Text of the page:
Excerpt : “Very soon after I went to live with Mr. & Mrs. Auld, she very kindly commenced to teach me the A, B, C. After I learned this, she assisted me in learning to spell words of three or four letters.” (p 30 chapter 6)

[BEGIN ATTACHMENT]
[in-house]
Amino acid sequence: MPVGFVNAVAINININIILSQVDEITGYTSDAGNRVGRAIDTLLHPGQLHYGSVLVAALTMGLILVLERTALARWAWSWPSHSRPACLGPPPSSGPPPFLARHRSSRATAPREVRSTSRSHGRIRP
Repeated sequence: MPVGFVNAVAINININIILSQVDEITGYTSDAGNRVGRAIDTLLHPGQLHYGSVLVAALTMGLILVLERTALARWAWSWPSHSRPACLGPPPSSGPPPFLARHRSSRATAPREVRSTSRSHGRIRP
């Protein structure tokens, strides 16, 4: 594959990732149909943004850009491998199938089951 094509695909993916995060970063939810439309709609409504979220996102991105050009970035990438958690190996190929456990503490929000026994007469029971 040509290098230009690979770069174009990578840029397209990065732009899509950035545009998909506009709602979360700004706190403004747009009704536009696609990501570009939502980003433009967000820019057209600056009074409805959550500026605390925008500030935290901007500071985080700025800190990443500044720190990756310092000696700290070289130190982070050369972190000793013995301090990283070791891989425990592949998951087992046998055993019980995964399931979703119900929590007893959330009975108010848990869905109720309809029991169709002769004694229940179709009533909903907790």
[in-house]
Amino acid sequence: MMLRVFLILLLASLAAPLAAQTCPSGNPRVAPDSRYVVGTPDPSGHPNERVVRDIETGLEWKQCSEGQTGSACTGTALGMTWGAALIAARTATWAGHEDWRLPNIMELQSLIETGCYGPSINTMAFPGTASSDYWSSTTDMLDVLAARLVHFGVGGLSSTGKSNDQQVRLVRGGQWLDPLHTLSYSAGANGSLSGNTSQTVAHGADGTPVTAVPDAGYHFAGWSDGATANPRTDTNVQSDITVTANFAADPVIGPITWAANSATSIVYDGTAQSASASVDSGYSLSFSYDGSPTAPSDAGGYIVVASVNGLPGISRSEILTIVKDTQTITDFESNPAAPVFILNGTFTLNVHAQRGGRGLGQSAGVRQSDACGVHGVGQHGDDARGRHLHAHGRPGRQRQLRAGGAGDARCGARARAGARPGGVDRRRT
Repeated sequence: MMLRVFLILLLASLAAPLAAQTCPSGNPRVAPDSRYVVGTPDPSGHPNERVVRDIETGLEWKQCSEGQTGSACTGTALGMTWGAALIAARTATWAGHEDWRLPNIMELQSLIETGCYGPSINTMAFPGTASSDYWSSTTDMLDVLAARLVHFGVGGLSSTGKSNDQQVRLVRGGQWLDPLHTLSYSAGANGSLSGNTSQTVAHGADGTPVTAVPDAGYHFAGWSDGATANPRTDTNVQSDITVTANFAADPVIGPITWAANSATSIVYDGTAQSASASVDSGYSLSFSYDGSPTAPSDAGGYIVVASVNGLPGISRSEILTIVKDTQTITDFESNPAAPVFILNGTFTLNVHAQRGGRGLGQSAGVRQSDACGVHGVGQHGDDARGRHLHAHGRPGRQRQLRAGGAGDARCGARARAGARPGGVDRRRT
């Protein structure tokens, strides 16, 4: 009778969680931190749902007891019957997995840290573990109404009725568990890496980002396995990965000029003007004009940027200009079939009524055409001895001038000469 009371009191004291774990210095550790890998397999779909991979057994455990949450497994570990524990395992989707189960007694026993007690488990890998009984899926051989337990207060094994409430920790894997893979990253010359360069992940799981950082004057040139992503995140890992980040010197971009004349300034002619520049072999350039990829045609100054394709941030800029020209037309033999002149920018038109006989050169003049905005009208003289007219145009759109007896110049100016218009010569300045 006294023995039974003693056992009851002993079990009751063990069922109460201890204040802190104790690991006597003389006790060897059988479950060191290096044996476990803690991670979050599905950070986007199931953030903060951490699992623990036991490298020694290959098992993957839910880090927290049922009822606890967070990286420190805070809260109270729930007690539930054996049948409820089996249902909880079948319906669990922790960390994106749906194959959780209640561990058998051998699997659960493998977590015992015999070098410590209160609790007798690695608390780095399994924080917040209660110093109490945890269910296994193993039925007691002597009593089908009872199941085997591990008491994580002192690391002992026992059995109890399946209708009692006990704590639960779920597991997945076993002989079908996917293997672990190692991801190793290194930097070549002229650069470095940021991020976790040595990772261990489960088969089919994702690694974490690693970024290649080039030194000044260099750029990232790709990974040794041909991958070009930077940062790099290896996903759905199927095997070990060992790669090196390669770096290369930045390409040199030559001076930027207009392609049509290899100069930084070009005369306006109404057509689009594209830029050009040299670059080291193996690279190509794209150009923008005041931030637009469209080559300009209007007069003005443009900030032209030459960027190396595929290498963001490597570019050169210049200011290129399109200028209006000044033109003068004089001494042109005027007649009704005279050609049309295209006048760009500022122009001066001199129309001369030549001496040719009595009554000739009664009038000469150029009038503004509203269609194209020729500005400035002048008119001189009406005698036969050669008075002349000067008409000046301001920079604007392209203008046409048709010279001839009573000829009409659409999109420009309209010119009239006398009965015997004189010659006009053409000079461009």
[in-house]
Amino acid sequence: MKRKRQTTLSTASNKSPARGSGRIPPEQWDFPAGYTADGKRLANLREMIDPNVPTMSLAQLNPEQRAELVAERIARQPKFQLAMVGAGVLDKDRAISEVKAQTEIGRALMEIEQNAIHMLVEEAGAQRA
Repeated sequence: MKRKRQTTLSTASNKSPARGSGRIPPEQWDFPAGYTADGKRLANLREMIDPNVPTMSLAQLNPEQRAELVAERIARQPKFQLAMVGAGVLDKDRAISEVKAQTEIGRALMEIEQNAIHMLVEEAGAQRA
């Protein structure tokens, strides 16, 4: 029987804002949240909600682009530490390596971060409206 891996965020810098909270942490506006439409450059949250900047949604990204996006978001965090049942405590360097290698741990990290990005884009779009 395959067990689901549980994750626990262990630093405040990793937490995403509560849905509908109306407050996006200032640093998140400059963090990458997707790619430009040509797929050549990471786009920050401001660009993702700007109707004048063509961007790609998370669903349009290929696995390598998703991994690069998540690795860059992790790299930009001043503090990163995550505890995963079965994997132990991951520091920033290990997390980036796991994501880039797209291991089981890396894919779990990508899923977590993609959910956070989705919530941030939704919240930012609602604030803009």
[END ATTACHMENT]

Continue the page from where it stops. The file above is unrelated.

Analysis: At the time he was being taught the alphabet and learning to spell simple words, he didn’t fully understand that knowledge such as that was a weapon. The slave owners, and white people in general, did not want the slaves educated because they did know that knowledge was power. Keeping the slaves ignorant kept them under control. With the ability to read and write, Douglass was able to read the works of people who wanted to abolish slavery. It lit a fire in him. He was driven with this new weapon of knowledge to learn to understand how wrong and unjust slavery was and ultimately led him to his freedom. As it was throughout the days of slavery, slaves were forbidden to learn to read or write. If they were caught, they would be whipped or worse. The white man feared what would happen with that type of knowledge in the hands of a slave. The slaves could yield it as a weapon to gain freedom in such a way as forging emancipation papers. Peter Fossett did just that for many of slaves including his sister. He also taught other slaves to read and write. Slave owners needed the slaves to remain ignorant thus making them more manageable. Thinking that once you start educating them, they will start to think they are equal to the whites. Frederick Douglass started to figure out a lot of things when he started reading that he otherwise would not have known. He actually used this knowledge to write fake permission papers, which he actually had to destroy before he was caught with them.